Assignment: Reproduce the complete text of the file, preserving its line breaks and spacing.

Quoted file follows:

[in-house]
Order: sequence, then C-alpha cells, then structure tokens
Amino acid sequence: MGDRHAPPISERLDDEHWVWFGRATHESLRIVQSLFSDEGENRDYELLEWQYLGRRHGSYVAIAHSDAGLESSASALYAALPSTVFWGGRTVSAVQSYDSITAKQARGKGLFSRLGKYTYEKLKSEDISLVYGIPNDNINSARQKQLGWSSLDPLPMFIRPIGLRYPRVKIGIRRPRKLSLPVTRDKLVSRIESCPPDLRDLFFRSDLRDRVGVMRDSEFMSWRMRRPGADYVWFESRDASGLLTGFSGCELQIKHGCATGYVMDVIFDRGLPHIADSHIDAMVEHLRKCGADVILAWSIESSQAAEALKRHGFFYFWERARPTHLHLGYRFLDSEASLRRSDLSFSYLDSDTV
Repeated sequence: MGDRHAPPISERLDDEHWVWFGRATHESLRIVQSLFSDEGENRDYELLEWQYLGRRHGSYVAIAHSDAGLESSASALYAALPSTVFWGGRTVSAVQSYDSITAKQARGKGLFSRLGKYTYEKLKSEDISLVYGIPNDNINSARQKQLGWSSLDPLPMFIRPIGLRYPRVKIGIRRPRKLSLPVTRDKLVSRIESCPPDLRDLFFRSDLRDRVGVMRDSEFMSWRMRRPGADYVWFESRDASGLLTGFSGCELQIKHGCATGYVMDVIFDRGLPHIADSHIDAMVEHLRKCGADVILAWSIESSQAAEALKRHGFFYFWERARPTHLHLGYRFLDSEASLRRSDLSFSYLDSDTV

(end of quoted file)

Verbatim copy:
[in-house]
Order: sequence, then C-alpha cells, then structure tokens
Amino acid sequence: MGDRHAPPISERLDDEHWVWFGRATHESLRIVQSLFSDEGENRDYELLEWQYLGRRHGSYVAIAHSDAGLESSASALYAALPSTVFWGGRTVSAVQSYDSITAKQARGKGLFSRLGKYTYEKLKSEDISLVYGIPNDNINSARQKQLGWSSLDPLPMFIRPIGLRYPRVKIGIRRPRKLSLPVTRDKLVSRIESCPPDLRDLFFRSDLRDRVGVMRDSEFMSWRMRRPGADYVWFESRDASGLLTGFSGCELQIKHGCATGYVMDVIFDRGLPHIADSHIDAMVEHLRKCGADVILAWSIESSQAAEALKRHGFFYFWERARPTHLHLGYRFLDSEASLRRSDLSFSYLDSDTV
Repeated sequence: MGDRHAPPISERLDDEHWVWFGRATHESLRIVQSLFSDEGENRDYELLEWQYLGRRHGSYVAIAHSDAGLESSASALYAALPSTVFWGGRTVSAVQSYDSITAKQARGKGLFSRLGKYTYEKLKSEDISLVYGIPNDNINSARQKQLGWSSLDPLPMFIRPIGLRYPRVKIGIRRPRKLSLPVTRDKLVSRIESCPPDLRDLFFRSDLRDRVGVMRDSEFMSWRMRRPGADYVWFESRDASGLLTGFSGCELQIKHGCATGYVMDVIFDRGLPHIADSHIDAMVEHLRKCGADVILAWSIESSQAAEALKRHGFFYFWERARPTHLHLGYRFLDSEASLRRSDLSFSYLDSDTV